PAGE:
▪︎ Cock your wrists
As you change direction, allow your wrist to increase its cock while the arm pretty much holds position. Now you have the “head” in a position where it can lag behind, arriving later and with more speed and compression. Work on this with the club inverted. When the motion starts to come more naturally groove the feeling with the club the right way round, though keep it trail-hand only.
➤ Drill #8: Plan your shot better
These seven previous steps will go along way to improving your technique – but that counts for nothing if you don’t have an effective plan for the shot. Focus on these five areas to ensure your strategy matches your swing.
▪︎ Take Your Time
When you’re faced with a tough shot, the huge temptation is to get it over with. But rushing the shot brings disaster. Instead, take your time. Stand directly behind your ball target line and absorb the entire scene, hazards and all. Realise the fairway is wide; you could probably t 1,000 balls across it, and you only need one of those. Above all, prove to yourself that while the shot is tough, a good outcome is a possibility.
▪︎ Lock On To Your Target
Dangerous hazards like water have an ugly habit of grasping your attention. You can’t ignore it, but you can release yourself from its hold by picking your target and committing to it throughout the planning stage. The clearer you define your line, the easier this comes, so pick an intermediate target to help you. Drum this line into your mind’s eye and you’ll be better able to resist that last-second doubt that breeds a ‘safety’ adjustment… and usually disaster.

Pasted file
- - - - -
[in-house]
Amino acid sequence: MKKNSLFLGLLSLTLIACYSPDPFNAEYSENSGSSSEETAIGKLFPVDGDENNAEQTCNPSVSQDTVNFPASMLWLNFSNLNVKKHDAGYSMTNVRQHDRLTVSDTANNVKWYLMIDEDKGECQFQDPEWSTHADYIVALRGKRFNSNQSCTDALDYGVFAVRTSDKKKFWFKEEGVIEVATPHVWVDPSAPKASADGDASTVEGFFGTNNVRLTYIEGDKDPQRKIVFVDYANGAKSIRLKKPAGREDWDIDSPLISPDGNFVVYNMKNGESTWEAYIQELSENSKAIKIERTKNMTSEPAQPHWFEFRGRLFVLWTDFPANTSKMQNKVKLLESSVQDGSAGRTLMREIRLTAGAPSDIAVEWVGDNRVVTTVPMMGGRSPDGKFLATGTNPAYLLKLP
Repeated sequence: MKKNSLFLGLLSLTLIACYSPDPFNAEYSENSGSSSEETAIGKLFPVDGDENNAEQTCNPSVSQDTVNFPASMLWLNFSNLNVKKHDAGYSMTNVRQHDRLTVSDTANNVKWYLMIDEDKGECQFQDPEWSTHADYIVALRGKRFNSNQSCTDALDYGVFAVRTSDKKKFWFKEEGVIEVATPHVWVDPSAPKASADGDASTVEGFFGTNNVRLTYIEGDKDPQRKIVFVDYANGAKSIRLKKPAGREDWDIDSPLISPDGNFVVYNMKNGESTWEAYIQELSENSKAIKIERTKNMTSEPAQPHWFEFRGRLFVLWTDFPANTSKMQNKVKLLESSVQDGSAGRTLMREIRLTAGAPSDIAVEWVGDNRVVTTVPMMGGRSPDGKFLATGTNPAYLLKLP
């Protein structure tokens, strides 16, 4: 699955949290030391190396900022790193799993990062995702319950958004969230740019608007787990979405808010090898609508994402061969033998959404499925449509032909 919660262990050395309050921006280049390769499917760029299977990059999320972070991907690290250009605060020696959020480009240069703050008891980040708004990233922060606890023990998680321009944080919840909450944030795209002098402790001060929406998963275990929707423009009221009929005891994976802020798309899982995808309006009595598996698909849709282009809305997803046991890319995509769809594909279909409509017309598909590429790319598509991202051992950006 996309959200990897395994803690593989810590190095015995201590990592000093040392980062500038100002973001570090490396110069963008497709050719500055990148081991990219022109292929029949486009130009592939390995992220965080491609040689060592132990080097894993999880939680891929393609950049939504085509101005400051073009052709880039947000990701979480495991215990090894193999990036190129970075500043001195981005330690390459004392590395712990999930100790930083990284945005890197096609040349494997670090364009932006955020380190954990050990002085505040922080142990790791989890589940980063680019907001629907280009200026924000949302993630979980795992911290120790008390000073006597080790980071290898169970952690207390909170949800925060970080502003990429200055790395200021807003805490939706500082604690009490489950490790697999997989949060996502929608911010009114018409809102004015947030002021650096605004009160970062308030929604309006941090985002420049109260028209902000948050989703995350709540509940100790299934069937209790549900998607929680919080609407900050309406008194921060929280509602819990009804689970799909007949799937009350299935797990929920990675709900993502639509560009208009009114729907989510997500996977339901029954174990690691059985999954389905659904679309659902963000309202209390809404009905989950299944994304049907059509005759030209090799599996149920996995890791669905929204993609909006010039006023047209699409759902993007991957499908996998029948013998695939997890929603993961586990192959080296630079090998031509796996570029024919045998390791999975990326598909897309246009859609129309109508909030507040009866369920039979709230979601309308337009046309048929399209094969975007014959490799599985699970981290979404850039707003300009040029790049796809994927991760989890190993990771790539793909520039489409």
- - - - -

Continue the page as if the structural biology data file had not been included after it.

▪︎ Keep Aware
Some tees have mower stripes that may – or may not – point you down the fairway. It’s important you become aware of these lines and how they relate to your chosen shot path because it’s easy to be subliminally in uenced by them. Similarly with the tee markers; they will not necessarily line up square to your shot. The bottom line is to use these elements to help you aim… and ensure they don’t use you.
▪︎ Mind Your Body Language
Be aware of how you stand, move and breathe. Simply standing tall with good posture can help give you a feeling of confidence. Take this feeling into your practice swing. Hold a balanced finish, looking down the fairway; try to look as composed as possible to any onlooker. Moving like this helps you feel confident and committed, and helps you ward off feelings of twitchiness. A deep breath also helps slow your heart rate and keep you calm.
▪︎ Go With What You Know
Your best chance of pulling the shot off lies with hitting the shot you are most comfortable with. It’s important you don’t let the hazards or the hole force you into using a club – or a shape of shot – that makes you anxious. That can mean playing for a left-to-right shot even if the hole bends the other way, or changing clubs if you think it will help you commit with a con dent swing.